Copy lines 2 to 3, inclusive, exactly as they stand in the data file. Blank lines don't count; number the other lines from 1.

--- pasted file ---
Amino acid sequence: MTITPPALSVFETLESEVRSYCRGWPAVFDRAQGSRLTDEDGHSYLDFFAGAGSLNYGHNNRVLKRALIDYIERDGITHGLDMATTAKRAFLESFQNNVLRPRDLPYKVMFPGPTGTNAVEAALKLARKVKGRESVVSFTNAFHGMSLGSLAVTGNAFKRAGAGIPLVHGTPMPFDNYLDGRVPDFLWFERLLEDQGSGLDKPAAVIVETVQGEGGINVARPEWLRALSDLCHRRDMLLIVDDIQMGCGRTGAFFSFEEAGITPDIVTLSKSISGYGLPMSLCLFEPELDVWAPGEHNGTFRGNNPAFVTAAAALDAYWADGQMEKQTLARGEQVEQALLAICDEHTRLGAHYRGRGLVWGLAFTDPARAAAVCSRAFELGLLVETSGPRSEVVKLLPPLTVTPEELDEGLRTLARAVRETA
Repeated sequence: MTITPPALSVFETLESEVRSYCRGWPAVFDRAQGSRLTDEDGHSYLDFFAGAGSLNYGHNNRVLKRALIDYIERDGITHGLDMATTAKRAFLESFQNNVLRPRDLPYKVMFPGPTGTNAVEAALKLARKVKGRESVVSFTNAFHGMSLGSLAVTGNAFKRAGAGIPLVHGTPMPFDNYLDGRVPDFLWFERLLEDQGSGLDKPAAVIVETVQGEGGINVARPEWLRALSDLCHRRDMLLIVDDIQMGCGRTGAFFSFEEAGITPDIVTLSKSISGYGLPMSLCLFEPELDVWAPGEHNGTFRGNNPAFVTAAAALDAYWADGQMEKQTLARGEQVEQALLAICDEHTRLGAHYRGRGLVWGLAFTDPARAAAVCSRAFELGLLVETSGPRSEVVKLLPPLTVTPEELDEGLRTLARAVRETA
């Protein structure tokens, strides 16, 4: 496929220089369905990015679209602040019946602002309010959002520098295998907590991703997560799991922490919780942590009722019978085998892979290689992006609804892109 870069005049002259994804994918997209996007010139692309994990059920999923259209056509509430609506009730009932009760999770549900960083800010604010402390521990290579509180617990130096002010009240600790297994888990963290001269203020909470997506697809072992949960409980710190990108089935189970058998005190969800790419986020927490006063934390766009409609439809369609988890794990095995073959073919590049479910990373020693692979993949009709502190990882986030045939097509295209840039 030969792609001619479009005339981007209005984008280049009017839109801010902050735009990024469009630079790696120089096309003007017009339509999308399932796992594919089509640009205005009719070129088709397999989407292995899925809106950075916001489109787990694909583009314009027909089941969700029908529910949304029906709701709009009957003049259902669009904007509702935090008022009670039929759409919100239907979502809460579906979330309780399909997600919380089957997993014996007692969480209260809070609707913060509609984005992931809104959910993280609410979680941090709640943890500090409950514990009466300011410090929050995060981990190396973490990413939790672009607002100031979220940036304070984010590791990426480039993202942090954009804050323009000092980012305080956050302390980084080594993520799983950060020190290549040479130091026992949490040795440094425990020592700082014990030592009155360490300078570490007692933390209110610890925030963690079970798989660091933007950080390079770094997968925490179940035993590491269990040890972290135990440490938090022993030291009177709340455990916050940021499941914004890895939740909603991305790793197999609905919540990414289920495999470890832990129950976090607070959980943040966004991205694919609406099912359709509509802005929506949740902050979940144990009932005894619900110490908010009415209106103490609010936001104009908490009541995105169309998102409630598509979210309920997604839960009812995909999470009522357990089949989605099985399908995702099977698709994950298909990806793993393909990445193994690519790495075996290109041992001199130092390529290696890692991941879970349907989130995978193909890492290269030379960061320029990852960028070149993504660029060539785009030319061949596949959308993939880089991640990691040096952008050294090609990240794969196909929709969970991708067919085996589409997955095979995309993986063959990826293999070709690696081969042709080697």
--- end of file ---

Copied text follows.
Repeated sequence: MTITPPALSVFETLESEVRSYCRGWPAVFDRAQGSRLTDEDGHSYLDFFAGAGSLNYGHNNRVLKRALIDYIERDGITHGLDMATTAKRAFLESFQNNVLRPRDLPYKVMFPGPTGTNAVEAALKLARKVKGRESVVSFTNAFHGMSLGSLAVTGNAFKRAGAGIPLVHGTPMPFDNYLDGRVPDFLWFERLLEDQGSGLDKPAAVIVETVQGEGGINVARPEWLRALSDLCHRRDMLLIVDDIQMGCGRTGAFFSFEEAGITPDIVTLSKSISGYGLPMSLCLFEPELDVWAPGEHNGTFRGNNPAFVTAAAALDAYWADGQMEKQTLARGEQVEQALLAICDEHTRLGAHYRGRGLVWGLAFTDPARAAAVCSRAFELGLLVETSGPRSEVVKLLPPLTVTPEELDEGLRTLARAVRETA
């Protein structure tokens, strides 16, 4: 496929220089369905990015679209602040019946602002309010959002520098295998907590991703997560799991922490919780942590009722019978085998892979290689992006609804892109 870069005049002259994804994918997209996007010139692309994990059920999923259209056509509430609506009730009932009760999770549900960083800010604010402390521990290579509180617990130096002010009240600790297994888990963290001269203020909470997506697809072992949960409980710190990108089935189970058998005190969800790419986020927490006063934390766009409609439809369609988890794990095995073959073919590049479910990373020693692979993949009709502190990882986030045939097509295209840039 030969792609001619479009005339981007209005984008280049009017839109801010902050735009990024469009630079790696120089096309003007017009339509999308399932796992594919089509640009205005009719070129088709397999989407292995899925809106950075916001489109787990694909583009314009027909089941969700029908529910949304029906709701709009009957003049259902669009904007509702935090008022009670039929759409919100239907979502809460579906979330309780399909997600919380089957997993014996007692969480209260809070609707913060509609984005992931809104959910993280609410979680941090709640943890500090409950514990009466300011410090929050995060981990190396973490990413939790672009607002100031979220940036304070984010590791990426480039993202942090954009804050323009000092980012305080956050302390980084080594993520799983950060020190290549040479130091026992949490040795440094425990020592700082014990030592009155360490300078570490007692933390209110610890925030963690079970798989660091933007950080390079770094997968925490179940035993590491269990040890972290135990440490938090022993030291009177709340455990916050940021499941914004890895939740909603991305790793197999609905919540990414289920495999470890832990129950976090607070959980943040966004991205694919609406099912359709509509802005929506949740902050979940144990009932005894619900110490908010009415209106103490609010936001104009908490009541995105169309998102409630598509979210309920997604839960009812995909999470009522357990089949989605099985399908995702099977698709994950298909990806793993393909990445193994690519790495075996290109041992001199130092390529290696890692991941879970349907989130995978193909890492290269030379960061320029990852960028070149993504660029060539785009030319061949596949959308993939880089991640990691040096952008050294090609990240794969196909929709969970991708067919085996589409997955095979995309993986063959990826293999070709690696081969042709080697």